Great Post Diva!

Posted by: Tim Jackson on Dec 8, 2006 11:45:50 PM

As always Toby, your ideas are fresh and welcome additions to any discussion of blogs and the blogosphere in general; and to business and corporate, marketing, promotional, and public relations blogs in particular. Bloggers are different from the traditional mainstream media and definitely require a new and fresh approach. The old ways of doing business not only will fail when applied to bloggers, but are likely to backfire entirely. Keep advising the world Toby. Your thoughts, ideas, and suggestions are an important part of the conversation. :-)

Posted by: Wayne Hurlbert on Dec 10, 2006 9:19:37 PM

I've been thinking about alot of this stuff, too, Toby (esp. after coming home from WOMMA)...

I would though caution about counting links and subscriptions to blogs. While this is valuable in some ways, as the long tail continues to grow, and more niches are created, measuring influence in this manner might be a bit difficult.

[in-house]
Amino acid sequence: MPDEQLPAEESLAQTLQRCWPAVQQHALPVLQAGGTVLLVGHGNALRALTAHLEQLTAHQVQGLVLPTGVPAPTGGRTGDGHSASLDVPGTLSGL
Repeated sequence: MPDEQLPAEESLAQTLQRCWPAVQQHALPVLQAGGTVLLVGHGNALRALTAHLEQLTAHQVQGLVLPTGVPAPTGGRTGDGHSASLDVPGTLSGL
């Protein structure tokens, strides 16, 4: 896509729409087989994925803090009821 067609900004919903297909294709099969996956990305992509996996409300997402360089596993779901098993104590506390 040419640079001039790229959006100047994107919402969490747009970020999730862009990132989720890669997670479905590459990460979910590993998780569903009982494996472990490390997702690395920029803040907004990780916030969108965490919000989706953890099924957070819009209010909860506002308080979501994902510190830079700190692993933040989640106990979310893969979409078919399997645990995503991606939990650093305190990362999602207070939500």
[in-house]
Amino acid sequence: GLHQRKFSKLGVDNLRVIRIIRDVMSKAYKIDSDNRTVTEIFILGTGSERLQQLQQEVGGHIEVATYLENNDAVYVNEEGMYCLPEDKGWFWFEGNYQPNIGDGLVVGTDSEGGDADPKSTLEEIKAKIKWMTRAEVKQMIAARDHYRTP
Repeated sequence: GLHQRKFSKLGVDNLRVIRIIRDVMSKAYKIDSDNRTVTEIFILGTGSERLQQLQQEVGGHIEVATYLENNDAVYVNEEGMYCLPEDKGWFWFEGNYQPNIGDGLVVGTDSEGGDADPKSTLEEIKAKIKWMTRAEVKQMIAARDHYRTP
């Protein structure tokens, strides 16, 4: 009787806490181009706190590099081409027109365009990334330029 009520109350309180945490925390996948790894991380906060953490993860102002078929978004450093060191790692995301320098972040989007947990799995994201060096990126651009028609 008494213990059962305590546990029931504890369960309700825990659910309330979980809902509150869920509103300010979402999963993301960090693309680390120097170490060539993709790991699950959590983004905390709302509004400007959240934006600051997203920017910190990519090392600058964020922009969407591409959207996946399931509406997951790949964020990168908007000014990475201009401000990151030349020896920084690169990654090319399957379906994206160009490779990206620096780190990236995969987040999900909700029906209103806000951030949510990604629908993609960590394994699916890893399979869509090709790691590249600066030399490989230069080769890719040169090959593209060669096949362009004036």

A suggestion was made at a WOMMA panel to only hand out p/r info to bloggers with more than 1,000 relavent links--but, quite frankly, if one looks at the Technorati stats, the only bloggers at that level are the "A-list."

If p/r and marketing efforts are only targeted to the A-list, then it's kind of perpetuation of the status-quo, don't you think?

I would suggest looking more at the content--what the blogger is writing, if they give any indication why they write it. Transparency (which helps evaluate credibility) is also important--do you know who the blogger is?

And you are absolutely spot on about the labor-intense aspect of blogger relations. IRL it takes time to get to know a person--we have to listen to what they say, but also evaluate subtleties of body language and such. With blogging, we have voice, but we're missing other things that, IRL, would make evaluation a quicker proces.

Fascinating, though, how all this is evolving :-)

Posted by: tish grier on Dec 14, 2006 12:47:22 PM

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Posted by: Georgy Bezborodov on Dec 14, 2006 2:54:53 PM

Hi Toby,